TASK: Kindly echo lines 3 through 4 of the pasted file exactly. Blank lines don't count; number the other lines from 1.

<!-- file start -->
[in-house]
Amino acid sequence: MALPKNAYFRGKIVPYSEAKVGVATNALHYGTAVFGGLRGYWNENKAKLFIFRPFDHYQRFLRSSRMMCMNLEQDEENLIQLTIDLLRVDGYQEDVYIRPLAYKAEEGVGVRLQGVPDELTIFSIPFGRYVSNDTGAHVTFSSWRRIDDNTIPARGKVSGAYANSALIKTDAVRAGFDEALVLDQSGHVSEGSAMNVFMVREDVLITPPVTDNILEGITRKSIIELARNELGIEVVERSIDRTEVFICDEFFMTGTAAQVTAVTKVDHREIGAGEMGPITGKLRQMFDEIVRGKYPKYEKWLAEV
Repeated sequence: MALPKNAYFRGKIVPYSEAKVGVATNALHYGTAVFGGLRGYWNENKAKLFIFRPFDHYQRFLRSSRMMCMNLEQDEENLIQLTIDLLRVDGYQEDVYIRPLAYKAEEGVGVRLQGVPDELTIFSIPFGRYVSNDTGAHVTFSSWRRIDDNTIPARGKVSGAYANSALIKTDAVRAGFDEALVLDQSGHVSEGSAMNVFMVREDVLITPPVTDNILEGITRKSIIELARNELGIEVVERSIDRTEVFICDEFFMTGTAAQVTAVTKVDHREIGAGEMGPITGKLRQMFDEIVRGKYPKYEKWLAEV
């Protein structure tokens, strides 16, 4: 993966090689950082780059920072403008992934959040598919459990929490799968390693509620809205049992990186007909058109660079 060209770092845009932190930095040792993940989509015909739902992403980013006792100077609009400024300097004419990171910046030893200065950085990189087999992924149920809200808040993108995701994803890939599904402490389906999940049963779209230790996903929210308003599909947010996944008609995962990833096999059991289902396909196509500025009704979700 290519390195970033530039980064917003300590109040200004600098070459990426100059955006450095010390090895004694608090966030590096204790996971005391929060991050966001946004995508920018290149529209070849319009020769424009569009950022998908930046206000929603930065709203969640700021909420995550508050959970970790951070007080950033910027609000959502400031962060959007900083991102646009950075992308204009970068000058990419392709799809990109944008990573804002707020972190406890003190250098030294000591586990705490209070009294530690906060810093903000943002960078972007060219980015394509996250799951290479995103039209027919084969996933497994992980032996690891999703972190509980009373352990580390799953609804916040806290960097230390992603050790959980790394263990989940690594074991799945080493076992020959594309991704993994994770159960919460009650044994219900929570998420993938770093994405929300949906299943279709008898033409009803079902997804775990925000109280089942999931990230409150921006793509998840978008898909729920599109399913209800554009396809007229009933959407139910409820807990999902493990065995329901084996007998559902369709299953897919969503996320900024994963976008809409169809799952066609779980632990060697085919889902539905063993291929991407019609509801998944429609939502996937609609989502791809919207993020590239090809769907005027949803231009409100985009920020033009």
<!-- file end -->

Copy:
Repeated sequence: MALPKNAYFRGKIVPYSEAKVGVATNALHYGTAVFGGLRGYWNENKAKLFIFRPFDHYQRFLRSSRMMCMNLEQDEENLIQLTIDLLRVDGYQEDVYIRPLAYKAEEGVGVRLQGVPDELTIFSIPFGRYVSNDTGAHVTFSSWRRIDDNTIPARGKVSGAYANSALIKTDAVRAGFDEALVLDQSGHVSEGSAMNVFMVREDVLITPPVTDNILEGITRKSIIELARNELGIEVVERSIDRTEVFICDEFFMTGTAAQVTAVTKVDHREIGAGEMGPITGKLRQMFDEIVRGKYPKYEKWLAEV
């Protein structure tokens, strides 16, 4: 993966090689950082780059920072403008992934959040598919459990929490799968390693509620809205049992990186007909058109660079 060209770092845009932190930095040792993940989509015909739902992403980013006792100077609009400024300097004419990171910046030893200065950085990189087999992924149920809200808040993108995701994803890939599904402490389906999940049963779209230790996903929210308003599909947010996944008609995962990833096999059991289902396909196509500025009704979700 290519390195970033530039980064917003300590109040200004600098070459990426100059955006450095010390090895004694608090966030590096204790996971005391929060991050966001946004995508920018290149529209070849319009020769424009569009950022998908930046206000929603930065709203969640700021909420995550508050959970970790951070007080950033910027609000959502400031962060959007900083991102646009950075992308204009970068000058990419392709799809990109944008990573804002707020972190406890003190250098030294000591586990705490209070009294530690906060810093903000943002960078972007060219980015394509996250799951290479995103039209027919084969996933497994992980032996690891999703972190509980009373352990580390799953609804916040806290960097230390992603050790959980790394263990989940690594074991799945080493076992020959594309991704993994994770159960919460009650044994219900929570998420993938770093994405929300949906299943279709008898033409009803079902997804775990925000109280089942999931990230409150921006793509998840978008898909729920599109399913209800554009396809007229009933959407139910409820807990999902493990065995329901084996007998559902369709299953897919969503996320900024994963976008809409169809799952066609779980632990060697085919889902539905063993291929991407019609509801998944429609939502996937609609989502791809919207993020590239090809769907005027949803231009409100985009920020033009």